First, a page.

5. SUPPORT existing organizations on the ground that fight against immigrant detention, deportations, and other forms of incarceration. Here are a few organizations we have pulled together that work across the South. Donate resources and find ways to get involved where you live. And let us know if there is an organization you would like to see added to this list.


The Florence Project


The Dream Defenders

FANM – Fanm Ayisyen nan Miyami • Haitian Women of Miami

Fight Toxic Prisons

Florida Immigrant Coalition


El Refugio

Georgia Detention Watch

Georgia Latino Alliance for Human Rights


Alerta Migratoria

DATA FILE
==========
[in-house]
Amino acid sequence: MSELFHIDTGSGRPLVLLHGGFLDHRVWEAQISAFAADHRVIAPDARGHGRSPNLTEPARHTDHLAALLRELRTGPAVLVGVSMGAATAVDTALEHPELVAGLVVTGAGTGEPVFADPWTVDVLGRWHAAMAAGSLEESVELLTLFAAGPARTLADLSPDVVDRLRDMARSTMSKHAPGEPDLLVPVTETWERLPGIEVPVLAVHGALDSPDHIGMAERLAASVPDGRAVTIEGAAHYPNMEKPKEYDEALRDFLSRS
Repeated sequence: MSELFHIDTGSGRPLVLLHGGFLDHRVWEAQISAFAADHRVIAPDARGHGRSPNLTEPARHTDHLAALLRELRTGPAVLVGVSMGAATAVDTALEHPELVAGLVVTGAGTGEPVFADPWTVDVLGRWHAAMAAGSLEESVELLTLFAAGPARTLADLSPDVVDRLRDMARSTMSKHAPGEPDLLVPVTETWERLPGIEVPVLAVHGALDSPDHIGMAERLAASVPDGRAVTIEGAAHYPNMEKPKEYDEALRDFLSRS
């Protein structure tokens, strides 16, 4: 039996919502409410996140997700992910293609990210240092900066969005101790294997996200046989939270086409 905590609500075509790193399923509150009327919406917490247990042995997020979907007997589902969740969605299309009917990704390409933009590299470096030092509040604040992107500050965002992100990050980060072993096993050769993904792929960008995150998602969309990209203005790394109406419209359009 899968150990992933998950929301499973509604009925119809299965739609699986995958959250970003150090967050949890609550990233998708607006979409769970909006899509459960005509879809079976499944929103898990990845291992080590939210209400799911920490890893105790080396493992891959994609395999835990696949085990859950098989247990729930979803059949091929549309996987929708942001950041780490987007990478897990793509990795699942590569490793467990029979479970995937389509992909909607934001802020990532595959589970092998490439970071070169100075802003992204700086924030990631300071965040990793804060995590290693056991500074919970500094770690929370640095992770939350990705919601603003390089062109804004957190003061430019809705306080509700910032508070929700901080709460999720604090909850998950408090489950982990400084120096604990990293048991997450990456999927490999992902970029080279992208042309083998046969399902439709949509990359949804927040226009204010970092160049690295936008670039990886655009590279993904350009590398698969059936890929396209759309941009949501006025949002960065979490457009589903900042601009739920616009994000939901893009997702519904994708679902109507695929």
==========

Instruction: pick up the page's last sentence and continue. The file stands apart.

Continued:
CIMA – Compañeros Inmigrantes de las Montañas

Comité Popular Somos Raleigh

Comunidad Colectiva

Durham Solidarity Center

El Kilombo

Southeast Asian Coalition


New Orleans Worker Center for Racial Justice

Operation Restoration


Mississippi Immigrants Rights Alliance (MIRA)


Carolina Youth Action Project


Tennessee Immigrant & Refugee Rights Coalition


Casa Marianella

Fronterizo Fianza Fund



Dreamers of Virginia

Virginia Coalition for Immigrant Rights


Black Youth Project 100

Kids in Need of Defense


Southerners on New Ground

Southeast Immigrant Rights Network

UndocuBlack Network

Please join us in keeping our communities together.

Zaina Alsous is an editor at Scalawag magazine, a movement worker in South Florida, and the author of A Theory of Birds (University of Arkansas Press).